The Rumanian peasant looks upon himself as the descendant of the patricians of Rome

The plains of Wallachia were defended formerly by an ancient line of fortifi­cations passing to the north of these Danubian lakes and lagoons, and known as "Trajan's Wall," like the ditches, walls, and entrenched camps in the Southern Dobruja. The inhabitants ascribe their construction to Caesar, although they are of much later date, having been erected by Trajan as a protection against the Visigoths. This ancient barrier of defence coincided pretty nearly with the political boundary between Russian and Rumanian Bessarabia, and extended probably to the west of the Pruth, across the whole of Moldavia and Wallachia. Vestiges of it still met with there are known as the "Road of the Avares." A second wall, still traceable between Leova and Bender, defended the approaches to the valley of the Danube.

In spite of the diverse races which have overrun, conquered, or devastated their territory, the inhabitants of Rumania, more fortunate than their neighbours, have preserved their unity of race and language. Wallachians and Moldavians form one people, and not only have they kept intact their national territory, but they have actually encroached upon the territories of their neighbours. Through­out Rumania, with the exception of the Dobruja, handed over to Rumania by the treaty recently concluded at Berlin, the inhabitants belonging to alien races are in the minority.

The origin of this Latin-speaking nation is still shrouded in mystery. Are they the descendants of Getae and Latinised Dacians, or does the blood of Italian colonists brought thither by Trajan, of legionaries and Roman soldiers, predomi­nate amongst them? To what extent have they become amalgamated with their neighbours, the Slavs and Illyrians? What share had the Celts in the formation of their nationality? Are the "Little" Wallachians, the "men with the eighty teeth,"—so called on account of their bravery,—the descendants of Celts? We cannot say with certainty, for men of learning like Shafarik and Miklosich differ on all these points. The vast plains at present inhabited by the Rumanians became a wilderness in the third century, when the Emperor Aurelian compelled their inhabitants to migrate to the right bank of the Danube. If it is true that the descendants of these emigrants ever returned to the seats of their ancestors, in the meantime occupied by Slavs, Magyars, and Pecheneges, when did they do so? Miklosich presumes that they did so towards the close of the fifth century; Roesler thinks in the fourteenth, although ancient chroniclers of the eleventh century mention Rumanians as dwelling in the Carpathians. Other authorities deny that there was any re-immigration; they maintain that the residue of the Latinised population sufficed for reconstituting the nationality. Thus much is certain, that this small people has increased wonderfully, and has become now the preponderating race on the Lower Danube and in Transylvania.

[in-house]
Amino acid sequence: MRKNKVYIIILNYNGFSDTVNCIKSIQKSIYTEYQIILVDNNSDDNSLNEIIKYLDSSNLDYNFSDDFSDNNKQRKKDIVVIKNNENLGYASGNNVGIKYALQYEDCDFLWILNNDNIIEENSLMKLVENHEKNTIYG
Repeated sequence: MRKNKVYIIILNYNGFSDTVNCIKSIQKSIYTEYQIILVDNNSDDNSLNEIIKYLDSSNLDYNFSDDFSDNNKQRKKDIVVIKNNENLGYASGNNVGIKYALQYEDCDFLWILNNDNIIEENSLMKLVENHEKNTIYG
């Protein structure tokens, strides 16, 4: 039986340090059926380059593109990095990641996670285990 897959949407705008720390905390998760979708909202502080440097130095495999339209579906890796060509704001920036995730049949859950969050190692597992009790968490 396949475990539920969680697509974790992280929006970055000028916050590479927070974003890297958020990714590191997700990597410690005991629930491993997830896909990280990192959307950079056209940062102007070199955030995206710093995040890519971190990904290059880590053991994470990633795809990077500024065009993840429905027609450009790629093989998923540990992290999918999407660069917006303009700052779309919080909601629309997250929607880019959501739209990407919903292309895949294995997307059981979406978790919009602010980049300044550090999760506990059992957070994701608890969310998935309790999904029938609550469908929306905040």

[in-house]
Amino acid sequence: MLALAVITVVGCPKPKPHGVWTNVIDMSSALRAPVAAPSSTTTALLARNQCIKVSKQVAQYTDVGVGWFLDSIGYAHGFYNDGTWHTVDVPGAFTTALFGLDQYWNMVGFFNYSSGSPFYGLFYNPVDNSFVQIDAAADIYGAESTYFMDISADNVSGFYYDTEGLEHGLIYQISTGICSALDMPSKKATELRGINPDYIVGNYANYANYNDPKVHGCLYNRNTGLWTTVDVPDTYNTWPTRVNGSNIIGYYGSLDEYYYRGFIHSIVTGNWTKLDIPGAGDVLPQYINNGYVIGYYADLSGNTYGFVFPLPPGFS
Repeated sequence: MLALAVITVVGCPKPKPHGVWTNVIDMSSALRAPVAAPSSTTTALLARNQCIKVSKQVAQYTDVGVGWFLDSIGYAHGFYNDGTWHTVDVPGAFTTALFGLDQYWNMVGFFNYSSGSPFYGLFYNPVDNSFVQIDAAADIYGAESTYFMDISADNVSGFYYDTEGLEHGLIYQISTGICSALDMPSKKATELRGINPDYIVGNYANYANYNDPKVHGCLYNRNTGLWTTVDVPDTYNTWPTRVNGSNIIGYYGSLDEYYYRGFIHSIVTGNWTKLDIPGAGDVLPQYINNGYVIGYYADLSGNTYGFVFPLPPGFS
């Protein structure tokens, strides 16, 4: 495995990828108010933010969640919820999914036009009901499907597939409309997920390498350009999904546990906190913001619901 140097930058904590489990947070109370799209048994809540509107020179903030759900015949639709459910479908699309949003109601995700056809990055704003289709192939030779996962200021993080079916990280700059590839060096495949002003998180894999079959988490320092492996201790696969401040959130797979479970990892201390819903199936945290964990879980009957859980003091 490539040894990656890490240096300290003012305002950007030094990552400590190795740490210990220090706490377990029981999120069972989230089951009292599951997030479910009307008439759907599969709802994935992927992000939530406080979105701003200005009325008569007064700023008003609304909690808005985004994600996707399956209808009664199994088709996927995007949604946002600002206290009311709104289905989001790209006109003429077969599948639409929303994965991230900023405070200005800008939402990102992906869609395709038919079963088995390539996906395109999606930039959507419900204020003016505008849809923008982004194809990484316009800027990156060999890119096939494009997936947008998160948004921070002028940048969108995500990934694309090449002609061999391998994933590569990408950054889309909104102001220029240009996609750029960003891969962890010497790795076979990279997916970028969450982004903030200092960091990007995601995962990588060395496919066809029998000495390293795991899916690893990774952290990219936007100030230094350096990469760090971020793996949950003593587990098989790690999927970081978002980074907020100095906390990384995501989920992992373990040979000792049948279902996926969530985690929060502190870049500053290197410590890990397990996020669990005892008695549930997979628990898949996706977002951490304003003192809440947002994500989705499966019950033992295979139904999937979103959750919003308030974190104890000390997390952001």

Even in the seventeenth century the language spoken by the Rumanians was treated as a rural dialect, and Slavonian was used in churches and courts of justice. At the present day, on the contrary, Rumanian patriots are anxious to purge their language of all Servian words, and of Greek and Turkish expressions introduced during the dominion of the Osmanli. The "Romans" of the Danube are endeavouring to polish their tongue, so that it may rank with Italian and French. They have abandoned the Russian characters, and their vocabulary is being continually enriched by new words derived from the Latin.   The idiom spoken in the towns, which was the most impure formerly, in consequence of the influx of strangers, has now become more Latin than that spoken in the country. There are, however, about two hundred words not traceable to any known tongue, and these are supposed to be a remnant of the ancient Dacian spoken at the period of the Roman invasion. The Wal­lachian differs, moreover, from the Latin tongues of Western Europe by always placing the article and the demonstrative pronoun after the noun. The same rule obtains in Albanian and Bulgarian, and Miklosich is probably right when he looks upon this as a feature of the ancient language of the aborigines.

These niceties, however, are altogether unnoticed by the mass of the people. The Rumanian peasant is proud of the ancient conquerors of his country, and looks upon himself as the descendant of the patricians of Rome. Several of his customs, at the birth of children, betrothals, or burials, recall those observed by the Romans, and the dance of the Calushares, it is said, may be traced back to the earliest Italian settlers. The Wallachian is fond of talking about Father Trajan, to whom he attributes all those feats which in other countries are associated with Hercules, Fingal, or Ossian. Many a mountain valley has been rent asunder by Trajan's powerful hand; and the avalanches descending from the hills are spoken of as Trajan's thunder. The Rumanian completely ignores Getae, Dacians, or Goths, though in the hills we still meet with tall men having blue eyes and long flaxen hair, who are probably descended from the aboriginal inhabitants of the country.